3. Next, you will see a short string of letters. Type these bogus letters in the "word verification box." Do not try to understand why you are doing this. It's like shining your shoes before an evening parade on a muddy drill field. Just do it.

4. Now, you are required to "choose an identity" by clicking the appropriate circle. This is, without fail, where OM/C go wrong. Every time. Old Men with Computers should now pay very, very close attention:

A. "Google/Blogger." NOOOOOO! The Navy Lyres Webmaster has declared this option Off-limits to OM/C. This is for registered Google/Blogger users who know the secret handshake.

B. "Other." YESSSSSSSSSSS!!!!!!!! Choose this selection, shipmate. Boxes are provided if you want to add your name and/or websites.

C. "Anonymous." This will work, too, although it won't include your name, unless you include it.

Summary: When commenting, choose "Other." This is the only thing you need to know.

I look forward to hearing from you. Should you have any difficulty, let me know. It's easy:

Just leave a comment.

Saturday, October 13, 2007

13OCT07: Navy Birthday

You can find it in your old Honors and Ceremonies study guide, or read it in SECNAV Instruction 5720.44A, Events for the Internal Community.

Or take my word for it: It's the Navy's 232nd birthday.

After years of performing at annual Navy Birthday balls, concerts, ceremonies, parades, we handed over our batons, trombones and piccolos to a younger, more energetic corp of MUs. Those of us who saw the CINCLANT Ceremonial Band at the last reunion know: They are worthy to step into our shoes.

Happy Birthday, shipmates. It's good to be one of the guests of honor for a change.

Wednesday, September 26, 2007

Bootcamp Revisited

Shine your shoes. Do pushups. March. Do pushups. Taps, reveille, do it all again.

I always thought that bootcamp would have been a more enjoyable experience if it had been shortened in length to, say, about fifteen minutes.

Wish granted. The following two-part video covers the entire contemporary bootcamp experience in a quarter of an hour.

Things are different in today's bootcamp: remedial training for those who might otherwise not make it through, computer-enhanced training and women screaming orders in your face.
Part One

But the basics haven't changed. Bootcamp is still about much more than snappy salutes and correctly-stenciled raincoats. It's about the Navy's core values:

Honor. Courage. Commitment.

Taps, reveille, do it all again.
Part Two

Monday, September 3, 2007

Zum Zum Zum-- Mystery solved.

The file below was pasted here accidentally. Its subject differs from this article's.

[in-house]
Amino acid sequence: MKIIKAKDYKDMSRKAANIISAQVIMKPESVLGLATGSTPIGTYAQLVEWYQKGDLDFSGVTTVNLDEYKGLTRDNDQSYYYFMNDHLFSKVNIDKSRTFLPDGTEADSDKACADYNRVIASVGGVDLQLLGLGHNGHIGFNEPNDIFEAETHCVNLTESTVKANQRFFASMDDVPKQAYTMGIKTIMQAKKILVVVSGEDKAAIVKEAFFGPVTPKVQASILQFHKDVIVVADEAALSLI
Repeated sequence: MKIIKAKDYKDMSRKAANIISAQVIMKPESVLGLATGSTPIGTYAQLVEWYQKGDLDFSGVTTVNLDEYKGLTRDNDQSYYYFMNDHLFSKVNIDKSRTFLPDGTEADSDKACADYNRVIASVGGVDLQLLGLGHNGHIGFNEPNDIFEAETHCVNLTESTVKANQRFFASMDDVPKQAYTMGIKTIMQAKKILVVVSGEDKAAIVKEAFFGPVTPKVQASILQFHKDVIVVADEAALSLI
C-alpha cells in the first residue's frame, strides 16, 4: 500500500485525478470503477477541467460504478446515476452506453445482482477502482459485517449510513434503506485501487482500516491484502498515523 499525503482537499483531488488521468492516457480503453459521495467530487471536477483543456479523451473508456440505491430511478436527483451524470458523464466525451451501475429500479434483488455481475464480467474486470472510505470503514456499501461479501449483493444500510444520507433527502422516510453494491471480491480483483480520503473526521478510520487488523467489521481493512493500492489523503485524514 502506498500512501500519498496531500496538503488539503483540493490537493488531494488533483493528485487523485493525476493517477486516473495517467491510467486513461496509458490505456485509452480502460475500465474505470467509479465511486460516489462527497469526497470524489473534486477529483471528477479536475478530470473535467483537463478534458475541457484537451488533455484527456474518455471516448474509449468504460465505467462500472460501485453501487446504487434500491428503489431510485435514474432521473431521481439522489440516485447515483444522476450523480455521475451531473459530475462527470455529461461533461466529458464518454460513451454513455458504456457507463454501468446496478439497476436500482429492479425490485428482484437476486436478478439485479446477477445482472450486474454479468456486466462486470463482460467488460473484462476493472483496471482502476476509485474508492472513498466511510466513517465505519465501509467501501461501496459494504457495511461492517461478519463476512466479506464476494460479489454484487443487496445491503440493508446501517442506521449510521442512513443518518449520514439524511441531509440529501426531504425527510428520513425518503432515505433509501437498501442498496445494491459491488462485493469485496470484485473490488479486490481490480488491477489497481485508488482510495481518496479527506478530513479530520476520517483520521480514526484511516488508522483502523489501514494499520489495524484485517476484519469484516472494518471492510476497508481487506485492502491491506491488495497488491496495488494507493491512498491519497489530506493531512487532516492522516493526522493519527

(Final Updates Below )

Don't ask.

Clicking on the play-button below will bring you footage from a 1967 Italian television show. The babe sings a song whose title appears to be "Zum Zum Zum"--either that or she's vamping because she can't remember the words. (I found this on Youtube; you can read the lyrics here .)

She's lip-synching, actually, while a guy in birth-control glasses pretends to conduct an orchestra behind her. The audience is obviously bored out of their collective skulls.

Halfway through the tune, for no apparent reason, a United States Navy Band marches on stage. The bandleader--he looks like a master chief to me--takes the babe by the arm, and they parade around like Professor Harold Hill and Petula Clark on a date. The song ends, the sound man fades in some applause and the audience wakes up.

This is all happening in a foreign language. Can anybody provide a little context here? What's going on? If anyone recognizes this band or any of its members, post it below. I'm clueless.

Update - 4SEP07

The world's foremost internet researcher--my wife--informs me that according to this article at wikipedia, a popular Italian singer named Mina "[sang] 'Zum zum zum', a #1 hit in Sabato sera Spring 1967 series, accompanied by NATO Naval band . . . ."

Update Update - 11SEP07

Mike Beegle knows all; he's playing the clarinet in the video in question.

Acording to Mike, "Zum, Zum, Zum" was a huge hit for Mina. The opening lines translate as "There's a band playing in my head," and the singer further observes that she just can't get that sound out of her head.

So it only makes sense that the CINCSOUTH Band, under the direction of MUCS Jerry Tanguay, should march into her life. We knew there'd be a sensible explanation.

Mike has done his best to recall who's playing with him: